Have you considered a live version, MathCad, for example?
I am creating some math materials for students now and have some questions about the process. Ultimately, I'd like to make an entire workbooks for grades 9-12 and high school calculus.
- What software program do textbook companies use to create something mainstream like Stewart Calculus?
- What is the best program for putting graphs into MS Word? I've found Graph 4.3, which is OK, but not great.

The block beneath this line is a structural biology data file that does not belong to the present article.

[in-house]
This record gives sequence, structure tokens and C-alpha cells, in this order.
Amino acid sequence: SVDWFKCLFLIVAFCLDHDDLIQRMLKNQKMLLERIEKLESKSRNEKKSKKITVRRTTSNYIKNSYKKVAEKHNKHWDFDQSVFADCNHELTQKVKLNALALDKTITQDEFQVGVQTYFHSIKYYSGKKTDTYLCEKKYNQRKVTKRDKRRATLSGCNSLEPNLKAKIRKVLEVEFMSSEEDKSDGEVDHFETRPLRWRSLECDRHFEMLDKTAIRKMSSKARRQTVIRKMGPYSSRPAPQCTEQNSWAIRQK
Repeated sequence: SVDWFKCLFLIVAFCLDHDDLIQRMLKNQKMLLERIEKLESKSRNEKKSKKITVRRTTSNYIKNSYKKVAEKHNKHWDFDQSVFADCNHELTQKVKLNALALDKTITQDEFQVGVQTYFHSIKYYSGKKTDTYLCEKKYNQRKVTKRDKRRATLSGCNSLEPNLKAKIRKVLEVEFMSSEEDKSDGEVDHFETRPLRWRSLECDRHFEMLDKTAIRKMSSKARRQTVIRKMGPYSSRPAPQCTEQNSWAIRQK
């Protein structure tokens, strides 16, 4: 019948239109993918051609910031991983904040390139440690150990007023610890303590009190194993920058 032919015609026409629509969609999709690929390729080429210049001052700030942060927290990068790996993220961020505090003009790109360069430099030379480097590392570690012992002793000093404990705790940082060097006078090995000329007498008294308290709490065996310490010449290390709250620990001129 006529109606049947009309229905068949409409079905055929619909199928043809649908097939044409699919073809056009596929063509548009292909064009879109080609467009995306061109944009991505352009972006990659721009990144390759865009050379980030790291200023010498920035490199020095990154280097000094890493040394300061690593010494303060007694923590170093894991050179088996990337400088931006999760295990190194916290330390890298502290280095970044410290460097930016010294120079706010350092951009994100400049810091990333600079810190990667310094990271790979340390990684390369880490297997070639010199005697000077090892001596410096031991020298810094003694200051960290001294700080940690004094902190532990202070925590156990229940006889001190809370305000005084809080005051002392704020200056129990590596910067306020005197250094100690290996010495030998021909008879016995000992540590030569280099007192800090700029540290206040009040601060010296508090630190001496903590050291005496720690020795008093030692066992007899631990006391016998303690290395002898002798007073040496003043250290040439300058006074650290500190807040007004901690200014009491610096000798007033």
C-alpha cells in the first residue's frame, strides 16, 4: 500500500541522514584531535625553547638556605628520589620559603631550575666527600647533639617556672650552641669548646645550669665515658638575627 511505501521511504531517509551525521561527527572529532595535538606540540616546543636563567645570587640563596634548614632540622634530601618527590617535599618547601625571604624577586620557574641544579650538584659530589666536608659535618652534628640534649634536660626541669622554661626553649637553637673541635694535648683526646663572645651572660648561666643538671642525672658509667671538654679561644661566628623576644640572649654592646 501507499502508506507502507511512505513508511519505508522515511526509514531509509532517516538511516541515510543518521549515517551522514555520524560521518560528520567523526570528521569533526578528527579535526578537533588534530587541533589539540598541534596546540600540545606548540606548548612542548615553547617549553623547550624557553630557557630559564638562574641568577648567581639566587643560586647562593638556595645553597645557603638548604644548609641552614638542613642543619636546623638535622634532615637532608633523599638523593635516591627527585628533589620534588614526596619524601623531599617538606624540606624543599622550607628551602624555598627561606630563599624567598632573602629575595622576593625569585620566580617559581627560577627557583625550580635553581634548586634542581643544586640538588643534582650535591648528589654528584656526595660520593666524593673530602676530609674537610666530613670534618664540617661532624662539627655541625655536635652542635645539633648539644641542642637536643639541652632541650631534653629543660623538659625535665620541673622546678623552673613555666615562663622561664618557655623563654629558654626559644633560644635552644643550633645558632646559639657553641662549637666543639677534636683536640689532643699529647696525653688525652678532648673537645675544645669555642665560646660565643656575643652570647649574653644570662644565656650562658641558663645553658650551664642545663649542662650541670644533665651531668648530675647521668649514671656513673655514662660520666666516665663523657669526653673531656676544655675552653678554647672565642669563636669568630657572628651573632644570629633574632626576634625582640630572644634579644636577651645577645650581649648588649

- Currently, I know about LaTeX, MS Word, and Adobe InDesign for creating print materials. Any opinions on those? Or should I use a mix of them?
Any other insights or tips would be great!
I worked for a science publisher that used exclusively LaTeX. It may take some time to learn, and it may not always be easy to change the standard layout, but the output has professional quality.
Gnuplot is one of the most powerful free graph-plotting programs, but I have not tried combining it with Word.
This is a word processor designed for scientific writing.
The first edition of Stewart was written using it.
Karl Smith say he used it to write fifty different textbooks.
If you want to stay with WORD then add on MathType.